A U.S. Air Force plane carrying the possible remains of American soldiers killed during the 1950-53 Korean War left North Korea’s port city of Wonsan and arrived in Osan Air Base in South Korea on Friday morning.
The military plane flew exactly 65 years after the signing of an armistice that ended hostilities in the conflict in a sign of diplomatic detente between the United States and North Korea.
“We are encouraged by North Korea’s actions and the momentum for positive change,” the White House said in a statement. “Today’s actions represent a significant first step to recommence the repatriation of remains from North Korea and to resume field operations in North Korea to search for the estimated 5,300 Americans who have not yet returned home.”
The statement added that a formal repatriation ceremony would be held at Osan Air Base on 1 August.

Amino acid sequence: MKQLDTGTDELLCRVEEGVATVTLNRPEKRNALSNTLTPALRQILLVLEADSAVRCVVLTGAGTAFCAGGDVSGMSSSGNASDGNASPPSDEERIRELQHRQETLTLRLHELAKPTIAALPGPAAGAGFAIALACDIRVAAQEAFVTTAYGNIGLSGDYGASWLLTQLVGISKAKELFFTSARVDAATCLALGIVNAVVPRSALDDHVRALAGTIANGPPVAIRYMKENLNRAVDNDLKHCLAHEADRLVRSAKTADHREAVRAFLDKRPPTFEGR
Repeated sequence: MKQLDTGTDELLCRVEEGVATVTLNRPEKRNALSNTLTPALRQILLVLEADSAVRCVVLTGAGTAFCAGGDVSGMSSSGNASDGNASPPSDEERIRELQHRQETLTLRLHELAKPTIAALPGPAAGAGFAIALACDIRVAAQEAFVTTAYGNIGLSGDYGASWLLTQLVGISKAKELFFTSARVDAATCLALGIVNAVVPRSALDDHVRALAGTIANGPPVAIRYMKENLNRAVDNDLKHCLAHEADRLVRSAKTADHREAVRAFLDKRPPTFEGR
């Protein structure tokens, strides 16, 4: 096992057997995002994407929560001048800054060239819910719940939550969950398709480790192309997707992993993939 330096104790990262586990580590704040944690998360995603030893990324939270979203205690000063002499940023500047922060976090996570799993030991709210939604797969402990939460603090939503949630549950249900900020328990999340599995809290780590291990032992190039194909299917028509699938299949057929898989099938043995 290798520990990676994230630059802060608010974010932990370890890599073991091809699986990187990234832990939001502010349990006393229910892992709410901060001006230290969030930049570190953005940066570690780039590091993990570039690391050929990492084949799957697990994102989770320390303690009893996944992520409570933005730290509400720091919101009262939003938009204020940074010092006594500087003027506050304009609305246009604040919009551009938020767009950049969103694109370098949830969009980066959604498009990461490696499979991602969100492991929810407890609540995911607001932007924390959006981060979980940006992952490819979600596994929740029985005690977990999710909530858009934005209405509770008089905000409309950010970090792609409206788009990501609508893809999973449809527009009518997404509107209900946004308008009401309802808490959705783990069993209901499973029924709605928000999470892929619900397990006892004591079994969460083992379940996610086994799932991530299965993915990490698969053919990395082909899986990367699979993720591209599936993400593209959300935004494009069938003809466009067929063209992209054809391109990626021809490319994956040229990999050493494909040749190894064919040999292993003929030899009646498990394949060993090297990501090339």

President Donald Trump thanked the North Korean leader in a tweet Friday morning, saying, “The Remains of American Servicemen will soon be leaving North Korea and heading to the United States! After so many years, this will be a great moment for so many families. Thank you to Kim Jong Un.”
The return of the remains fulfills one promise made last month at the Singapore summit between Trump and Kim when North Korea agreed to the “immediate repatriation” of the remains of U.S. soldiers already identified.
After the plane landed in South Korea, 55 wooden boxes containing the soldiers’ remains were unloaded from the military aircraft. The repatriation was marked by a few dozen South Korean, U.S., Thai and Filipino military personnel from the U.N. Command, along with hundreds of their families who formed honor guards at the South Korean Osan Air Base.
“It’s time to bring them home,” said retired Air Force veteran Ernest Lee of Cherry Hill, N.J.
However, the process of repatriating the U.S. soldiers’ remains from North Korea has taken longer than many had expected, and questions remain over how many Pyongyang still holds.